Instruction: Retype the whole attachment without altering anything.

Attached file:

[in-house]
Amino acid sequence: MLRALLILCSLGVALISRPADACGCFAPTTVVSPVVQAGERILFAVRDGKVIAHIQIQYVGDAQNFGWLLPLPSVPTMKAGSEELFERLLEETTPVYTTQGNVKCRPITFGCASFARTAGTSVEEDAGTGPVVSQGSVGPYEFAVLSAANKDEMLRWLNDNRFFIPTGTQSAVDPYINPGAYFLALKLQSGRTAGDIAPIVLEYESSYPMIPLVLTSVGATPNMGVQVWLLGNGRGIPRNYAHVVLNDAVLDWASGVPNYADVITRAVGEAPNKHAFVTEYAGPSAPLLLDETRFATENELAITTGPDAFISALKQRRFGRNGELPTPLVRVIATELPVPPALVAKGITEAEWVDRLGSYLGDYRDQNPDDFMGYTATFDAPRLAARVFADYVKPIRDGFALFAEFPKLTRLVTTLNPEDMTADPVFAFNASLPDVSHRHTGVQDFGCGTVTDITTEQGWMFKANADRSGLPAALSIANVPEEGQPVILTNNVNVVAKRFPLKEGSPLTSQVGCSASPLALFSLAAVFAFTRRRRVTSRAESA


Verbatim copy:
[in-house]
Amino acid sequence: MLRALLILCSLGVALISRPADACGCFAPTTVVSPVVQAGERILFAVRDGKVIAHIQIQYVGDAQNFGWLLPLPSVPTMKAGSEELFERLLEETTPVYTTQGNVKCRPITFGCASFARTAGTSVEEDAGTGPVVSQGSVGPYEFAVLSAANKDEMLRWLNDNRFFIPTGTQSAVDPYINPGAYFLALKLQSGRTAGDIAPIVLEYESSYPMIPLVLTSVGATPNMGVQVWLLGNGRGIPRNYAHVVLNDAVLDWASGVPNYADVITRAVGEAPNKHAFVTEYAGPSAPLLLDETRFATENELAITTGPDAFISALKQRRFGRNGELPTPLVRVIATELPVPPALVAKGITEAEWVDRLGSYLGDYRDQNPDDFMGYTATFDAPRLAARVFADYVKPIRDGFALFAEFPKLTRLVTTLNPEDMTADPVFAFNASLPDVSHRHTGVQDFGCGTVTDITTEQGWMFKANADRSGLPAALSIANVPEEGQPVILTNNVNVVAKRFPLKEGSPLTSQVGCSASPLALFSLAAVFAFTRRRRVTSRAESA